Montana Arts Council

Announcing our 2023 Montana Poetry Out Loud Winners!

 

First Place
 
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Wica-ta-wi Hoksina Brown 

Polson High School
Wica-ta-wi Hoksina currently attends Polson High School with a future plan of studying at Dartmouth, with an intention of following a pathway into the House of Representatives—to be a voice, and to be heard.
Wica-ta-wi admires the work of, and has been personally changed by, the important writings of Angie Thomas.
 
Second Place
 
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Hannah Ruth Davidson

Flathead High School
 Hannah Ruth is a Flathead High School student with a love of Charles Dickens and the artful film adaptation of Anne of Green Gables.
She has plans to be a nurse, perhaps in pediatrics or surgery, and lives by the adage “everything in moderation.”
Third Place
 
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Isabelle Bennett

Flathead High School
Isabelle is a junior at Flathead High School and considering a gap year before college in order to travel with possible studies in stage engineering to follow.
She lives by a personal motto: “whatever happens, happens.”
  
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Click to view the program for the state finals: PDF | Interactive Flipbook


 
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About Poetry Out Loud

Created by the National Endowment for the Arts, in partnership with the Poetry Foundation and the Montana Arts Council, Poetry Out Loud is a contest that encourages the nation’s youth to learn about great poetry through memorization and recitation. This program helps students master public speaking skills, build self-confidence, and learn about their literary heritage.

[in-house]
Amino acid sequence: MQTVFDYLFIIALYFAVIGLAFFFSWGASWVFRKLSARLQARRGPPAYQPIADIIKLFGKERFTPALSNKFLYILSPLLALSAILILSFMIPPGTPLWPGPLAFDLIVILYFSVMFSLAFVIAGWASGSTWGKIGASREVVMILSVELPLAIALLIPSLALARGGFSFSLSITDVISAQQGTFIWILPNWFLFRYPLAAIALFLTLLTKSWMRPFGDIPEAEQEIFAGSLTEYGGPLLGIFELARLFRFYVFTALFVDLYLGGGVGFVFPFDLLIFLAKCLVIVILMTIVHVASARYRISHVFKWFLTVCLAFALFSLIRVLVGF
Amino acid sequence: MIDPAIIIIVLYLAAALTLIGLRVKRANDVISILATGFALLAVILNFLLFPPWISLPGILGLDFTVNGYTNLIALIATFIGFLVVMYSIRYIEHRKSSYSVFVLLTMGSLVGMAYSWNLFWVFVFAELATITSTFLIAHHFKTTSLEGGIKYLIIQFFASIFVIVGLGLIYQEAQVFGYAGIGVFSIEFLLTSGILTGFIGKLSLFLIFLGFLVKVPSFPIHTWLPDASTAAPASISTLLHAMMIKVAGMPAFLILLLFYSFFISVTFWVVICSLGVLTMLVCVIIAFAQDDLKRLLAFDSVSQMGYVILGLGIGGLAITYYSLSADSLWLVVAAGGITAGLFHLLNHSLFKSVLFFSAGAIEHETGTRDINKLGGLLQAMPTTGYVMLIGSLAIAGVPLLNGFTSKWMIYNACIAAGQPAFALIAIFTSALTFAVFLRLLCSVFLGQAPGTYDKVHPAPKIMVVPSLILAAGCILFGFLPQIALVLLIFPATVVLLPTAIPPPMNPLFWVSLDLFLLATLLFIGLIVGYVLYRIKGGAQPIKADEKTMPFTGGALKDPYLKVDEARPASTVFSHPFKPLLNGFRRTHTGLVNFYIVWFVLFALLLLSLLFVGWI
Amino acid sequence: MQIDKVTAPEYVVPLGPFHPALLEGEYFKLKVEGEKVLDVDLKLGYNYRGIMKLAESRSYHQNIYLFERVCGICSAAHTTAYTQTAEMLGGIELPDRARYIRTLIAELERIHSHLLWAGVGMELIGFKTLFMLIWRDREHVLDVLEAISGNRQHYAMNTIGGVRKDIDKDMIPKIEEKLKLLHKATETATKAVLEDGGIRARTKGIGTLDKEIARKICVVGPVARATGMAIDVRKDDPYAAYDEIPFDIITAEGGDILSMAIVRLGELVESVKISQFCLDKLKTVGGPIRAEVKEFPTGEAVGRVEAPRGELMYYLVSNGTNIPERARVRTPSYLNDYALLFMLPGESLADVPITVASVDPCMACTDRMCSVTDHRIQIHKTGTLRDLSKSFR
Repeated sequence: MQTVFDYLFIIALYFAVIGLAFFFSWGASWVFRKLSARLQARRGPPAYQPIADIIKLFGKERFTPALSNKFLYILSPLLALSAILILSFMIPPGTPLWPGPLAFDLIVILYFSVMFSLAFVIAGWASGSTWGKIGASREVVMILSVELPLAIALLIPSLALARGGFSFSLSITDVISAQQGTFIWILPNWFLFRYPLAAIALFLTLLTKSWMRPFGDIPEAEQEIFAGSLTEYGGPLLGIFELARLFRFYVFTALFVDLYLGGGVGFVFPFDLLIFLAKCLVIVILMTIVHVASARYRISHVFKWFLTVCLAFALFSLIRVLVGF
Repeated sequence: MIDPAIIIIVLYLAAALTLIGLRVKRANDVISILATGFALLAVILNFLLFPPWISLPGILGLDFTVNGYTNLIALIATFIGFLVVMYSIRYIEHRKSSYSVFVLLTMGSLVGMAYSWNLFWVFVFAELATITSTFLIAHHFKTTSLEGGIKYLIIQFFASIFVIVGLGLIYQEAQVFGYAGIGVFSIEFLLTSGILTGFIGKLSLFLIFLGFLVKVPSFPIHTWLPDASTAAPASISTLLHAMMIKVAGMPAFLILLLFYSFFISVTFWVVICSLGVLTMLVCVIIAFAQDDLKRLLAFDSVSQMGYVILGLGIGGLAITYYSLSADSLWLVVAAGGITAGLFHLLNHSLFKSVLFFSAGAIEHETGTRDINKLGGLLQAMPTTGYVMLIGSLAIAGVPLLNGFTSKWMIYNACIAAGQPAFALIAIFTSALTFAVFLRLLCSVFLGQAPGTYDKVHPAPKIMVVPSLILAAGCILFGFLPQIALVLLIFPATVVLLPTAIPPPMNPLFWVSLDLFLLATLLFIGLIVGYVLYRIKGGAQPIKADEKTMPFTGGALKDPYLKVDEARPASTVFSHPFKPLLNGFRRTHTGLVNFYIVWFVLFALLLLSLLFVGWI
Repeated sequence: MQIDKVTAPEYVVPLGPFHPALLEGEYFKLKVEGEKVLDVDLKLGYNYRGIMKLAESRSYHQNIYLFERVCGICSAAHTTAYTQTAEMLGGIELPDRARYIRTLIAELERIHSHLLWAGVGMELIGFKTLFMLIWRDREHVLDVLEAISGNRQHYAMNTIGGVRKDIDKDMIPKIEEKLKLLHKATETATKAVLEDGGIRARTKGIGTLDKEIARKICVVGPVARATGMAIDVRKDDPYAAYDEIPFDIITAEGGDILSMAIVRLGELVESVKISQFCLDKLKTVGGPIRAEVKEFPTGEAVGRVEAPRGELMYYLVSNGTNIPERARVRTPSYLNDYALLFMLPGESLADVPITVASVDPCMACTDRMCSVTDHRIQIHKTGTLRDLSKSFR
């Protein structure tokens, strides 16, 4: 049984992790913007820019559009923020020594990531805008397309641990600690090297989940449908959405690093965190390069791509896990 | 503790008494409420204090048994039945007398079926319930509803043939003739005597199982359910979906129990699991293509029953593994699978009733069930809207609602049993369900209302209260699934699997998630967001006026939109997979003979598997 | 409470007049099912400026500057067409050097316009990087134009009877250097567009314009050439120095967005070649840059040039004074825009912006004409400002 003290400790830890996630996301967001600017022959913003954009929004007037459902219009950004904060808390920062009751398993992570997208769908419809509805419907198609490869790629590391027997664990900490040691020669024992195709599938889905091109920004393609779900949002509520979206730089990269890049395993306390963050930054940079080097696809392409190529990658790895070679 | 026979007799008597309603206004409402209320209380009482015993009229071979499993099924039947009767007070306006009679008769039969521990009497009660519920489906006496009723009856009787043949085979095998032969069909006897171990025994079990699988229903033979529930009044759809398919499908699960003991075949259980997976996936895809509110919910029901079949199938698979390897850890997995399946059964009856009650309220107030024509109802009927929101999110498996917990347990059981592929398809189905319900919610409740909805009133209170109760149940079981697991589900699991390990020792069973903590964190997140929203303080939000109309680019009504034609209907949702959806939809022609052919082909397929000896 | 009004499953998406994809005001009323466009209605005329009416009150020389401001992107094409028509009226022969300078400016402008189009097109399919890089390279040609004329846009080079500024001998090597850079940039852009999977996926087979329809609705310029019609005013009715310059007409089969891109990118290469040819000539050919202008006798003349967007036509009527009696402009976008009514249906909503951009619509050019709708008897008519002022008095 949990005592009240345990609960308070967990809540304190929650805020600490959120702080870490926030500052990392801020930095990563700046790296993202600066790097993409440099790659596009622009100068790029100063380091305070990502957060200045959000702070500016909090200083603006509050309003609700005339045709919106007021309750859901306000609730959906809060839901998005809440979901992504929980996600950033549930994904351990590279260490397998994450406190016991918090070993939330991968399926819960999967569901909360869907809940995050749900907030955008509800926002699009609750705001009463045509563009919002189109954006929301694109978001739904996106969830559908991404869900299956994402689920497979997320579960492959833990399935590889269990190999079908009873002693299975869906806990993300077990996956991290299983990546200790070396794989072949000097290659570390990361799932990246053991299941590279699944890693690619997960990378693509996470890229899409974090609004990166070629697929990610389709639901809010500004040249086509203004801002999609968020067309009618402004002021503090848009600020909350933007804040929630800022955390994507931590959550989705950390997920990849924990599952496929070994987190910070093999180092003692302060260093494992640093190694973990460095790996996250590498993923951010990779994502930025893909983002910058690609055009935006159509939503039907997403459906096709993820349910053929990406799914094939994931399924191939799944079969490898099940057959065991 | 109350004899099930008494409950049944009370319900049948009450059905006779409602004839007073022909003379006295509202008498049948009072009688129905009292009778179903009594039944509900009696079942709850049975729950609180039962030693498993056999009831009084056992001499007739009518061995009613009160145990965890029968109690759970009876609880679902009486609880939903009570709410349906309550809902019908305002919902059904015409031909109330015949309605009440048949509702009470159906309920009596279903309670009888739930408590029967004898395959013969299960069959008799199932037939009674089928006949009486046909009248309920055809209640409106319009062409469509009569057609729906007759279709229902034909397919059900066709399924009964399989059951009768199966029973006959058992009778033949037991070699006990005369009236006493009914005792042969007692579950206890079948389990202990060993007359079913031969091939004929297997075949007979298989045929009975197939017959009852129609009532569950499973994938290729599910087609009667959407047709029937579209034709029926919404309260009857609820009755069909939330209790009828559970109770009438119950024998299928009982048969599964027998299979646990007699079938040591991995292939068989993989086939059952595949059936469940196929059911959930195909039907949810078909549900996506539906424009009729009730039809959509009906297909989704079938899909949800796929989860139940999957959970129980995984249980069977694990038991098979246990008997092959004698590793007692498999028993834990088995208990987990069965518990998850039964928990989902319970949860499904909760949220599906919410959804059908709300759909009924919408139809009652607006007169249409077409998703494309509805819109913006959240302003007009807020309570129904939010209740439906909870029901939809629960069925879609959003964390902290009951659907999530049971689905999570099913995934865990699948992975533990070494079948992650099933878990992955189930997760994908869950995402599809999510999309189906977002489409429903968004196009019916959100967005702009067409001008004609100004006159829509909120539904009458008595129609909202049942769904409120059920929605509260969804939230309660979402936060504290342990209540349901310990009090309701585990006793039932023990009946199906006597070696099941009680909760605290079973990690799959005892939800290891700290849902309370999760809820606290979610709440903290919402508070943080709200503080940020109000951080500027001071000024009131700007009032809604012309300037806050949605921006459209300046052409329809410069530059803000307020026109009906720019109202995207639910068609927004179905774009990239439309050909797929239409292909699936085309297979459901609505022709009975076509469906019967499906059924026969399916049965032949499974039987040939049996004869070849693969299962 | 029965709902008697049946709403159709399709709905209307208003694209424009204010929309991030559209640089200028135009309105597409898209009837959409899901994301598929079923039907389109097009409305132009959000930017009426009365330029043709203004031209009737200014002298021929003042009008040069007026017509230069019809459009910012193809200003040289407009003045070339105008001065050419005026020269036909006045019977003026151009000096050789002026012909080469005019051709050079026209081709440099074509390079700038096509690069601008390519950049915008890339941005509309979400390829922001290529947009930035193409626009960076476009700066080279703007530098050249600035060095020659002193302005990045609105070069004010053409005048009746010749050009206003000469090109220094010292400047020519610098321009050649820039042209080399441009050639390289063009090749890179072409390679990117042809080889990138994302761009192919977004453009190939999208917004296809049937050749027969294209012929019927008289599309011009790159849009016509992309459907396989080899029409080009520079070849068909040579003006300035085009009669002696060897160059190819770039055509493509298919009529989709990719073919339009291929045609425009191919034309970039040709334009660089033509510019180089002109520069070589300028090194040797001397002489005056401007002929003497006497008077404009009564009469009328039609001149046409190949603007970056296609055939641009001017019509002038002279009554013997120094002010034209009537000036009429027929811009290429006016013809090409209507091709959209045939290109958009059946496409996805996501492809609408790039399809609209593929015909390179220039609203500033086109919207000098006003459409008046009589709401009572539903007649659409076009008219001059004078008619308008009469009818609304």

Beginning at the classroom level, winners advance to a schoolwide competition, then to a regional competition, then the state finals, and ultimately to the National Finals.

General Timeline

1. Materials are sent to high schools beginning in August

2. Program takes place in classrooms and/or schools: October through December

3. Schoolwide Contests held: mid-to-late January

4. Regional Contests: February 1-15

5. State Finals Competition in Helena: 1st Saturday in March

Student Eligibility

  • Grade Level: Only currently enrolled  students in grades 9-12 are eligible, with an exception made for 8th-grade students participating in a 9th- through 12th-grade class.
  • Citizenship: Competitors at the state and national finals must be U.S. citizens or permanent residents with a valid tax identification or Social Security number. Tax identification or Social Security numbers are required to receive prizes, including cash payments or travel awards. Students are responsible for verifying their eligibility.
  • State Finals: A student may not advance to the state finals without competing in a lower-level competition.  
  • Homeschooled Students: Homeschooled students may participate by competing in a contest at a local school (at the school’s discretion) or with other local homeschooled students. Contact your state coordinator for specific guidelines.  
  • School Not Participating? Students unable to participate at a local school should contact their state Poetry Out Loud coordinator to discuss other opportunities for inclusion in the state’s official competition.
  • Repeat Champions: Only National Champions are not eligible to compete in subsequent years.  
  • Relatives: Avoiding any potential conflicts of interest (or the appearance of conflicts of interest) helps to preserve the integrity of the contest and make it fair for all students. Relatives* of national organizers (NEA and the Poetry Foundation) may compete in school, local, regional, and state competitions, but would not be able to advance to National Finals. Relatives* of State Art Agency Coordinators or affiliated contractors and sponsors may not compete past the school level in that particular state

*Relatives for this age group are defined as child, sibling, or any member of the employee’s household. 

Poem Eligibility 

  • Poem Anthology: All poems must be selected from the Poetry Out Loud print or online anthology, which is updated every summer. Check the website to view the official POL anthology for the current school year. Only versions of poems from the official anthology may be used in the contest.  
  • Can’t Find a Poem? Poems may be removed from the online anthology. These poems are no longer eligible for competition, unless they are in the print anthology. However, any poem in the printed anthology is eligible even if it is not online.